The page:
Effects of Portasystemic Shunting on Visceral and Portal Blood Flow in the Dog

Clayton H. Shatney*, John W. Harmon, Norman M. Rich

*Corresponding author for this work

Research output: Contribution to journalArticlepeer-review

13 Scopus citations


Late effects of portasystemic shunting on visceral and portal vein blood flows were evaluated in mongrel dogs with radioactive microspheres. Sham operation (n = 5) produced no significant long-term changes in visceral blood flow. In contrast, there was a significant increase in small bowel perfusion 3 wk after selective and nonselective portasystemic shunting: end-to-side (n = 7), side-to-side (n = 7), Hgra f t mesocaval (n = 5), and distal splenorenal (n = 11). Variable increases in pancreatic blood flow were noted in all shunt groups. Portal venous blood flow was significantly elevated in all dogs with total shunts and was substantially increased in animals with H-grafts. Compared with baseline levels, perfusion of organs left in continuity with the portal vein after splenorenal shunting was significantly increased. Blood flow from the small bowel was primarily responsible for the magnitude of the change in portal venous flow. The reduction in hepatic perfusion by portal venous blood appears to trigger these compensatory responses. A humoral mediator best explains the phenomena observed.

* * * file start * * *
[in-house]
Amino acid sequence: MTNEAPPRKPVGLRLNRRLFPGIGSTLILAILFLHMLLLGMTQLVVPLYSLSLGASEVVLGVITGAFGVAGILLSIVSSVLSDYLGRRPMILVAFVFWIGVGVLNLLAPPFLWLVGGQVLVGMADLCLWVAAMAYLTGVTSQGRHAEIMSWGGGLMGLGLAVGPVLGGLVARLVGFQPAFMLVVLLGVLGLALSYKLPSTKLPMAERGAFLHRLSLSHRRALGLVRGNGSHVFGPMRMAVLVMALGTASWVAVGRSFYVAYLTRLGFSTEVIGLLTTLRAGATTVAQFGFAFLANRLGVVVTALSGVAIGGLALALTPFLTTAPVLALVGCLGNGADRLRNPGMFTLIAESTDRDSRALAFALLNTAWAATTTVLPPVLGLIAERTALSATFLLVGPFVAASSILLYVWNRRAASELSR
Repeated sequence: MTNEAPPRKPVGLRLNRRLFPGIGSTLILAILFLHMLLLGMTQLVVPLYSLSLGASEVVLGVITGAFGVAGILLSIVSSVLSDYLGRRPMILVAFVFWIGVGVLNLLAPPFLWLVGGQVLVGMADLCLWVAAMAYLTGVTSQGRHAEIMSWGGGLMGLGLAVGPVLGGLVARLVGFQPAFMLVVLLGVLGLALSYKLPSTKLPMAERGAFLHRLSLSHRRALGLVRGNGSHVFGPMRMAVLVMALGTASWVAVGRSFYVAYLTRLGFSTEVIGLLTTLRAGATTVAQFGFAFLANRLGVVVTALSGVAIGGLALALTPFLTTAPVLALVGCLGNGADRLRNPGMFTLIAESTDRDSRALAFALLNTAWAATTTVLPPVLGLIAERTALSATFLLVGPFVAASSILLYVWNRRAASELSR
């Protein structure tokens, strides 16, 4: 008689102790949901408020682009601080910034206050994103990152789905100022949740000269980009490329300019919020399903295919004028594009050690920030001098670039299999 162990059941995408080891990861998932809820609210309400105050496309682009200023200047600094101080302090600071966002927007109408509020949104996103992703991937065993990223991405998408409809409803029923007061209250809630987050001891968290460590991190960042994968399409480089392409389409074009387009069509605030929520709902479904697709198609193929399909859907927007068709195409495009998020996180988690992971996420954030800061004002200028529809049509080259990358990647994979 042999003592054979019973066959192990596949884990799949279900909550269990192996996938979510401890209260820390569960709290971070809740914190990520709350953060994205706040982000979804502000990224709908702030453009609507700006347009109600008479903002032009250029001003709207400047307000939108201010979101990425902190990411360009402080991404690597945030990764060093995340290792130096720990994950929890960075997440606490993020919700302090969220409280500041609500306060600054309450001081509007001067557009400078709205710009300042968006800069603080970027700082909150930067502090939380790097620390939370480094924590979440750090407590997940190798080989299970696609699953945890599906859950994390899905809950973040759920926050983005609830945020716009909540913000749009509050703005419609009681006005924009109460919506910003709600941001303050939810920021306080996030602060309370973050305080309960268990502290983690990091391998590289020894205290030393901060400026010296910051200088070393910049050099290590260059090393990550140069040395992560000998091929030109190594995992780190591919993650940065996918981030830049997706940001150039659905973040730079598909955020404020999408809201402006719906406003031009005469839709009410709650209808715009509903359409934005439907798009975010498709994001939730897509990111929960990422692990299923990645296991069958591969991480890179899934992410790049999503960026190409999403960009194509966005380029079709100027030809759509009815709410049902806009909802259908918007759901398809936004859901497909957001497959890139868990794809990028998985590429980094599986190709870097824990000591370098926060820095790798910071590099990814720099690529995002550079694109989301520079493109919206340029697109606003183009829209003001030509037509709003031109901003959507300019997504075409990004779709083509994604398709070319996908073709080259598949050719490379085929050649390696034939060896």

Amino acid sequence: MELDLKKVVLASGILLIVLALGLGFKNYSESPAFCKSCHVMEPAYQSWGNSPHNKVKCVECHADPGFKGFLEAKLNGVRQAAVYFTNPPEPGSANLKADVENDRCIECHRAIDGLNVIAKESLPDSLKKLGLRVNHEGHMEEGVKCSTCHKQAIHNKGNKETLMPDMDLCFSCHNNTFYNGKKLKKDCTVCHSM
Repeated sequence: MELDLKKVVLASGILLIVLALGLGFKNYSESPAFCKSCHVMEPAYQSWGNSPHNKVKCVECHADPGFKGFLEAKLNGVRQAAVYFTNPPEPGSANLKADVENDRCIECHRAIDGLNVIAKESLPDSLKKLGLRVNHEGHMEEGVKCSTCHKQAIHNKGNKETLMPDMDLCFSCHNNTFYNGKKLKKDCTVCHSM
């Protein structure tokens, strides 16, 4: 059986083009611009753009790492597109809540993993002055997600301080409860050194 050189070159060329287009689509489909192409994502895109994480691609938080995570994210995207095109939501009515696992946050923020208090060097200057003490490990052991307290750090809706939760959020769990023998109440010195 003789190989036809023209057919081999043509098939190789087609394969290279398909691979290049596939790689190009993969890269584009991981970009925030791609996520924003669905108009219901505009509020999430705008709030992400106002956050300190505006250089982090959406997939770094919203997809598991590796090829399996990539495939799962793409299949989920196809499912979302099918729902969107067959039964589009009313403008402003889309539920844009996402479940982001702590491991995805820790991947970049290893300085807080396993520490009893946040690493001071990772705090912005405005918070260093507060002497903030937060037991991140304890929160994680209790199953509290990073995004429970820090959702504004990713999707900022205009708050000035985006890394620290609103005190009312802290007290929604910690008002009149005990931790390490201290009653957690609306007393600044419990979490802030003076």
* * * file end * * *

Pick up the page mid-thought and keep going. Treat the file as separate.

Original languageEnglish
Pages (from-to)1170-1176
Number of pages7
Issue number6
StatePublished - 1982
Externally publishedYes


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